Lean methodology is being adopted more and more in Construction Management – the principles emphasise a perfect balance of maximising value for the customer whilst reducing waste. In essence, this means you get the project done in the least amount of time, using your resources to best effect all while delivering value to the customer. However, many firms fail to fully adopt the benefits of lean methodology, mainly due to tendencies to stick to old ways and resist change!
The key to achieving lean methodology is first to understand the principles to this effective discipline:
- Defining value (from the customer’s point of view)
Defining what the customer actually wants goes beyond the plans and specifications of what the customer wants you to build. Determining real value includes gaining an understanding of what the customer values and the reasons for this
Understand what the customer wants during the planning phase and include all stakeholders – ask yourself, what does the customer care about? What are the value outputs that deliver this at each stage of the process?
- Defining or mapping the value stream
This is one of the essential parts of the Lean methodology – once you understand what the client values, you must establish the processes and procedures needed to support this.
- Eliminating waste at every step
Be honest, do all your defined processes and resources add value to the customer? If not, they must be removed – what is the benefit in doing them? By eliminating unnecessary processes or steps, the customer gets exactly what they want while at the same time delivery costs are reduced.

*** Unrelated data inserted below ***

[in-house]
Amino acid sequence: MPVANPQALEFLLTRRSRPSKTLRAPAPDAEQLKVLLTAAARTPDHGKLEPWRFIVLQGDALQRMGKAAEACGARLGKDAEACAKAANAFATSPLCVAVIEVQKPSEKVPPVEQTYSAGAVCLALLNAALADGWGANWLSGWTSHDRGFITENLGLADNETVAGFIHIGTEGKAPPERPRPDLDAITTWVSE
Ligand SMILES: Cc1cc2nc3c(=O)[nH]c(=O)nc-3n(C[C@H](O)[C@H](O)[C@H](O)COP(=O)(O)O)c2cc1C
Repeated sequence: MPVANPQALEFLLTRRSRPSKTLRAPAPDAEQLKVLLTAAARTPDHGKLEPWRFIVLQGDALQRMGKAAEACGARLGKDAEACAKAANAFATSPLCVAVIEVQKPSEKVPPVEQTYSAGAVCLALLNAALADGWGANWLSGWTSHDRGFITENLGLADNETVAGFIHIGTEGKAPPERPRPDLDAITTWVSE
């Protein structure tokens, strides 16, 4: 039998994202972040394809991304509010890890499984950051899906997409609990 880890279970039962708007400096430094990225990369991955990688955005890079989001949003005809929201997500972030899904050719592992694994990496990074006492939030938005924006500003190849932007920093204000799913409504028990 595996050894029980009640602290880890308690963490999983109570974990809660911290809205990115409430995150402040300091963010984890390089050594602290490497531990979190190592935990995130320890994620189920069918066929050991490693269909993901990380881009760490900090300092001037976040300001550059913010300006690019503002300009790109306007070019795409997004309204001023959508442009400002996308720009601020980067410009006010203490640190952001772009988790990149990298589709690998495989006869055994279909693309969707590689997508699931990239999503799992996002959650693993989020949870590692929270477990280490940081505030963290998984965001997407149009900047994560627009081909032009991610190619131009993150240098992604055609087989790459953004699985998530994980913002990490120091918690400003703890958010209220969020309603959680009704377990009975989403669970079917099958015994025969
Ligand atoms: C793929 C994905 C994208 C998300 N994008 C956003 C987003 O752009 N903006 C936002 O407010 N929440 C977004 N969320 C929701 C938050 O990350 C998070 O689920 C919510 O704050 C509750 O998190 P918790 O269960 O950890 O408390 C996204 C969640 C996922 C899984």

- Creating flow of work processes
Once the value stream has been mapped, the next action is to ensure each step runs smoothly with no interruptions or delays. The goal of this is to ensure the ‘flow’ is speedy, predictable and reliable. To achieve this seamlessly, everyone involved needs to continually communicate and work collaboratively.
- Pull planning and scheduling
Pull planning or scheduling is where teams work in close collaboration with each other and make sure that work is carried out based on demand. Essential to this is having a target date and staying on schedule throughout the project. Work must be released based on downstream demand, and this is best conducted by those who are actually carrying out the work. This is because they are the ones best suited to determine their capabilities and dictate the schedule. Remember, they are the ones working in coordination with subcontractors and customers.
- Pursuing perfection
Thinking lean and embedding continuous process improvement is key to achieve the last stage. But this one doesn’t come easy, an organisation must embrace learning and improving at a cultural level. Each and every employee must be on board and be striving for perfection.
The argument for Lean is strong – delivering value while discovering and eradicating inefficiencies in an organisation seems like a no-brainer. However, to achieve this takes skill and organisation-wide adoption – are you ready to take on the challenge and realise the benefits?
For more information about Lean in Construction, please contact Tiggy Robinson email@example.com.